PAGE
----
Animal Testing of Cosmetics Banned in EU – Where is US?

by Mary Haight on February 7, 2013

animal testing of cosmeticsAnimal testing of cosmetics is a horrific practice, one that the European Coalition to End Animal Experiments has been fighting to ban for 23 years. That there was a change of hands in the office of the European Commissioner for Health and Consumer Policy is key to this hard-won success.

The former Commissioner was considering recommendations to weaken or stall the phased-in ban that began in March 2009, allowing corporations to continue using animal testing of cosmetics until they found a replacement.

The new Commissioner, Tonio Borg, stated the ban will take place as scheduled March 11, 2013. As of that date, cosmetic products and their ingredients can no longer be tested on animals for any reason, and no products that have tested on animals can be sold in the EU market. That begs the question – what will the US do?

We still allow animal testing of cosmetics and ingredients, and the Humane Society of the United States and stakeholders have for years been campaigning against it. In case you forgot, this is why (highly sensitive people may want to read one point and move on):

“Although they are not required by law, several tests are commonly performed by exposing mice, rats, rabbits, guinea pigs and other animals to cosmetics ingredients. This can include:

  • skin and eye irritation tests where chemicals are rubbed onto the shaved skin or dripped into the eyes of restrained rabbits without any pain relief
  • repeated force-feeding studies lasting weeks or months to look for signs of general illness or specific health hazards such as cancer or birth defects
  • widely condemned “lethal dose” tests, in which animals are forced to swallow large amounts of a test chemical to determine the dose that causes death.

“At the end of a test the animals are killed, normally by asphyxiation, neck-breaking or decapitation. Pain relief is not provided. In the United States, a large percentage of the animals used in such testing (such as laboratory-bred rats and mice) are not counted in official statistics and receive no protection under the Animal Welfare Act.”

While the European Coalition to End Animal Experiments is moving on to their next target, what is being done in the US? Check this Q&A for information covering many basics on this topic, and the pledge page for cruelty free products and links to information and news. Of course, this is hardly enough, not really the kind of action that changes things quickly, is it?

Animal Testing – Where is the US?

The National Academy of Sciences, at the request of the EPA, came up with a better idea in 2007: “Toxicity Testing in the 21st Century. A Vision and A Strategy” stated that chemicals should be tested on human cells, not animals, and new advances in toxicology and molecular biology among many others, would be used to better evaluate risk. Testing would be faster, cheaper and targeted results would produce clear outcomes for humans.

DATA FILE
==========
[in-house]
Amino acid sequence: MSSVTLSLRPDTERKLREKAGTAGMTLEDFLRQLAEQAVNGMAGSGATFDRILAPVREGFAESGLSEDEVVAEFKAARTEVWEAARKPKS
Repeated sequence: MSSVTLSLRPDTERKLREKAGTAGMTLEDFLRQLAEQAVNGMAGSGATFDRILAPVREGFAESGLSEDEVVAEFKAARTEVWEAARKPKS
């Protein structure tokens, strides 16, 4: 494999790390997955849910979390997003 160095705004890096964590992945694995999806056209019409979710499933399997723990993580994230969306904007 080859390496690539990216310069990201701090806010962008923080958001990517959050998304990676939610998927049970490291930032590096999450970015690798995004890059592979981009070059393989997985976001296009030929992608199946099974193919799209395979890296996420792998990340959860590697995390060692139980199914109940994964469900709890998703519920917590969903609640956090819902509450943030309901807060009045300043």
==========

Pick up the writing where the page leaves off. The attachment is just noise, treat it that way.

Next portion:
Evaluating food additives, industrial, agricultural and other chemicals and medicines for potential cancer causation, birth defects and other ills provide the foundation for public health and regulatory decisions. Cross-disciplinary research is the way forward, all housed under one roof to facilitate easy exchange of ideas and a faster road to solutions.

As the system currently operates, here’s how testing becomes a multi-year, sometimes decades long effort, revealing the inefficiencies and unacceptable risks when many compounds the public will be exposed to are not tested at all (from Toxicity Testing report):

“Current System Has Resulted in Expensive Patchwork Approach
Currently, companies seeking to register pesticides or federal agencies evaluating industrial or consumer chemicals carry out a series of tests by exposing animals to chemicals to screen for cancer, birth defects, and other adverse health effects. In the past, agencies have typically responded to scientific advances mostly by altering animal-based toxicity tests or adding more animal tests—such as studying offspring of exposed mothers—to existing toxicity-testing regimens. That approach has led to a testing system that is lengthy and costly and that uses many animals. In combination with the various legal authorities under which EPA operates, this system has resulted in many toxicants not being tested at all, despite potential human exposure to them—even as other contaminants receive significant research attention and decades of scrutiny.” (page 2 of 4)
As inefficient and expensive in both animal lives and currency the current approach is, scientists say it will take decades to get this collaborative team assembled and ready to produce results. HSUS had the same reaction you likely just had, as did others. Enter the Human Toxicology Project Consortium.
The Consortium includes several industry leaders, a research institute, and HSUS affiliates Humane Society Legislative Fund and Humane Society International. The Humane Society of the United States serves as its coordinator. The goal here is to accelerate this process to transition from animal testing to 21st century methods suggested in the National Academy of Sciences report.
It takes money to take action and action is what’s needed. HSUS is calling on governments, stakeholders, private and public funding to support this effort for the next 10 years with a price tag of $100 million dollars per year.
(Photo source: © Brian Gunn /IAAPEA)

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